A post from our very own Compass Youth member, David Shoare,straight from Bristol. I went to the debate "Unity or Diversity? What Europe do we want?" in London earlier this week. The topic was the PES manifesto and democracy and diversity and there was a lot of discussion about democracy in Europe and how we can make it much closer to the people, and more relevant to them. I would like to suggest one of the ways we can do this is by giving the people concerned more of a say in how EU initiatives, particularly regional and social ones, are conducted and where the money goes.
We have had particular success in doing this at the South Bristol Urban 2 Programme, of which I am proud to have been involved in and also chaired for two years, where the ultimate decision making committee that decided what projects to support was made up of local residents, representatives of community organisations and particularly young people, of which the programme's main aim was to support. We also structured it's meetings so that young people could better access it - the meetings certainly are not boring and if there was any jargon that anyone did not understand then you could show a red card and shame the person into explaining it better! In doing this, we not only made one of the EU's most innovative programmes, but also one of the most successful! Because the Programme gave a very direct say in how it's money was spent to the very people who were effected by it, projects that were more relevant and supportive to young people were given funding by it, and also encouraged projects that operated in the same spirit as the Programme to go ahead. This has included a young-people designed open space, called Spacemakers, and also a new media centre of which young people worked closely with the architects to build.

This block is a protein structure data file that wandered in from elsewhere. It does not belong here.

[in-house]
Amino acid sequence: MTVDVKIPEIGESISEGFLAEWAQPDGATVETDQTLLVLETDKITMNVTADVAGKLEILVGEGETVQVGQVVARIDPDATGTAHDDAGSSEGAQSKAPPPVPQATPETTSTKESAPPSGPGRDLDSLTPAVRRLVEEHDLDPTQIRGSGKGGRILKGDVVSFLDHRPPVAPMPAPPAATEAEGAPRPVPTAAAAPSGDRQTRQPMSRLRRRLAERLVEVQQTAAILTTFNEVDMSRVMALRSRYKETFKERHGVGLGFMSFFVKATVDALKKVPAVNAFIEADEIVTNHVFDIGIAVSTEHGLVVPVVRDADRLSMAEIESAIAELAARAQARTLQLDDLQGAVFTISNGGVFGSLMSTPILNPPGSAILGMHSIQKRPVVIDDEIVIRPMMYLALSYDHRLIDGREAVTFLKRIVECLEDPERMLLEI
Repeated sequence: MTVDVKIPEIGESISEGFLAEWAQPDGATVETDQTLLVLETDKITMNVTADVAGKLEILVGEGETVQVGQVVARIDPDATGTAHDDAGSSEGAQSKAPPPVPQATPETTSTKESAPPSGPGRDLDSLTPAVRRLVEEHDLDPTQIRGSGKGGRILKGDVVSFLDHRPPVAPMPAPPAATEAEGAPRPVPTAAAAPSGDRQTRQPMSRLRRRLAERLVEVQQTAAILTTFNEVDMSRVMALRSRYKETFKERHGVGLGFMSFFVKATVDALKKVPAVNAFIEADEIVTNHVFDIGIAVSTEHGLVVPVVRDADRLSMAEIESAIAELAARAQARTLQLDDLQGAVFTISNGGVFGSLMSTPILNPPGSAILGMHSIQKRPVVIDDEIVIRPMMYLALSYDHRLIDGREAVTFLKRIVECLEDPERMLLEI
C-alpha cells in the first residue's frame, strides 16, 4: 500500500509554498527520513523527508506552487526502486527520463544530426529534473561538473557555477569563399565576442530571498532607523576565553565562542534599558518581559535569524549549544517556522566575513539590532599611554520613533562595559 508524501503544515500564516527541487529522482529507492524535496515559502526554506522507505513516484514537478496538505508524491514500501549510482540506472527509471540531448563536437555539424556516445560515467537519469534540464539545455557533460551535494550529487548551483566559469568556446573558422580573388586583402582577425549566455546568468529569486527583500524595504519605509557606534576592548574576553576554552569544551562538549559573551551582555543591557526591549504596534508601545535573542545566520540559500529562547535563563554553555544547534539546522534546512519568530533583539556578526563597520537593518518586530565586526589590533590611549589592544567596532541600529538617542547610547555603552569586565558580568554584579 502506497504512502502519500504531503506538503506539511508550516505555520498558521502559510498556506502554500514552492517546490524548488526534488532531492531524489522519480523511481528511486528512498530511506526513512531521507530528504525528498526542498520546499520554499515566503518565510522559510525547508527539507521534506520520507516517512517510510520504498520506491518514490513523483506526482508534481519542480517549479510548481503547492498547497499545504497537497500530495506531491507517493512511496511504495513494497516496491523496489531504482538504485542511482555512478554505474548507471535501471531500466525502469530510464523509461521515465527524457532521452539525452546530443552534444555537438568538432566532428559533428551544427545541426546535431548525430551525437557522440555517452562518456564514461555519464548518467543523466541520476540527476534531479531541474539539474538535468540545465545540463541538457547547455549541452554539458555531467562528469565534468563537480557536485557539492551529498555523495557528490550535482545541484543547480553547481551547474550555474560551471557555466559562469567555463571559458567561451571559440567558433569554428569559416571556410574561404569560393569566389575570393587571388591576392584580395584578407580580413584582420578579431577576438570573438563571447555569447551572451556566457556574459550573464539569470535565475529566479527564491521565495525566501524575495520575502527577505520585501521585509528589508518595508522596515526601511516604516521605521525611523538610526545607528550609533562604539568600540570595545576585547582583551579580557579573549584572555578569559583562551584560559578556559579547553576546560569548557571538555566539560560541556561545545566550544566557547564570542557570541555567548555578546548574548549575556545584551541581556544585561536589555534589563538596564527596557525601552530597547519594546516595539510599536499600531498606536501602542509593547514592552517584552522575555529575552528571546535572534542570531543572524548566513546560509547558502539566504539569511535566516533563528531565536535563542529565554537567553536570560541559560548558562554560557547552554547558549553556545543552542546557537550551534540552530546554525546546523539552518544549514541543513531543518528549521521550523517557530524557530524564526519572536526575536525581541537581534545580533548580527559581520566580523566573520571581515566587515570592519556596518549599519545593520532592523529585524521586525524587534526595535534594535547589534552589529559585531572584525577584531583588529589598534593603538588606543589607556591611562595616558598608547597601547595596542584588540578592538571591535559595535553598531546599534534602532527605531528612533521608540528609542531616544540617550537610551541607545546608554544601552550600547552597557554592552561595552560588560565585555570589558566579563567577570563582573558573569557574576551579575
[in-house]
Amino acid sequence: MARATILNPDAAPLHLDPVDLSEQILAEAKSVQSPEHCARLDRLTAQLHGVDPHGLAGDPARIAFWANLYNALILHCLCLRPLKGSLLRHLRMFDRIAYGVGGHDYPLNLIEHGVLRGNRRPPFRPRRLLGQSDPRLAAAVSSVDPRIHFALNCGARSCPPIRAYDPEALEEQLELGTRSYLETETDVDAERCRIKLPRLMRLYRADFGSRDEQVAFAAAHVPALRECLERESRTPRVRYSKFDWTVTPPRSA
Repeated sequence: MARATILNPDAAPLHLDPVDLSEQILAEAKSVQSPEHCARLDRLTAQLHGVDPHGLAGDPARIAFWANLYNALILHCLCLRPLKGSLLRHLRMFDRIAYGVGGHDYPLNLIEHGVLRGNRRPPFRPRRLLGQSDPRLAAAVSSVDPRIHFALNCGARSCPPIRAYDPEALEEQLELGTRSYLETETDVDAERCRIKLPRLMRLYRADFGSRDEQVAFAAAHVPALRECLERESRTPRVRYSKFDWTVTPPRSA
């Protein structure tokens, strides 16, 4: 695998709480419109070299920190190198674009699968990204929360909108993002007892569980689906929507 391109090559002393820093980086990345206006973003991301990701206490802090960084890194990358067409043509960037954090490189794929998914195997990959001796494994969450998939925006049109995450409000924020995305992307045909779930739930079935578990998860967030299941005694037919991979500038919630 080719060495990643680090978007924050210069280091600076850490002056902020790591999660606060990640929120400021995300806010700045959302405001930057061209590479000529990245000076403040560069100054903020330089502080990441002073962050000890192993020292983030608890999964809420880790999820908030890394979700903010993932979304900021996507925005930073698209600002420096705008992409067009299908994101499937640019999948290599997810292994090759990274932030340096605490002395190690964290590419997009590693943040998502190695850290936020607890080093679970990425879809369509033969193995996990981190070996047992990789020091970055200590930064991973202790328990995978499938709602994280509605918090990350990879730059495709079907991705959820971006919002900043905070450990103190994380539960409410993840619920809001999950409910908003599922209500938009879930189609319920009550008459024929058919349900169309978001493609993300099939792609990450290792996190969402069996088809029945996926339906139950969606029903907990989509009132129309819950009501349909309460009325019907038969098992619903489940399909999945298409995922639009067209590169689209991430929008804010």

More details can be found here.
To make the EU closer to the people it effects, we should use things like this as a model to introduce throughout Europe - it is too often seen as too distant by people, but if we can get it to do some genuine good in local communities by not only consulting, but involving them in it's initiatives then it can be more visible, and even better, more democratic. The EU can be a lot of things to a lot of people, but it is often very bad at making obvious all of the good things about it, and if more of this can be done, and hey, if we can put more new ideas into practice like the one I have listed above, then we can have a much better Europe.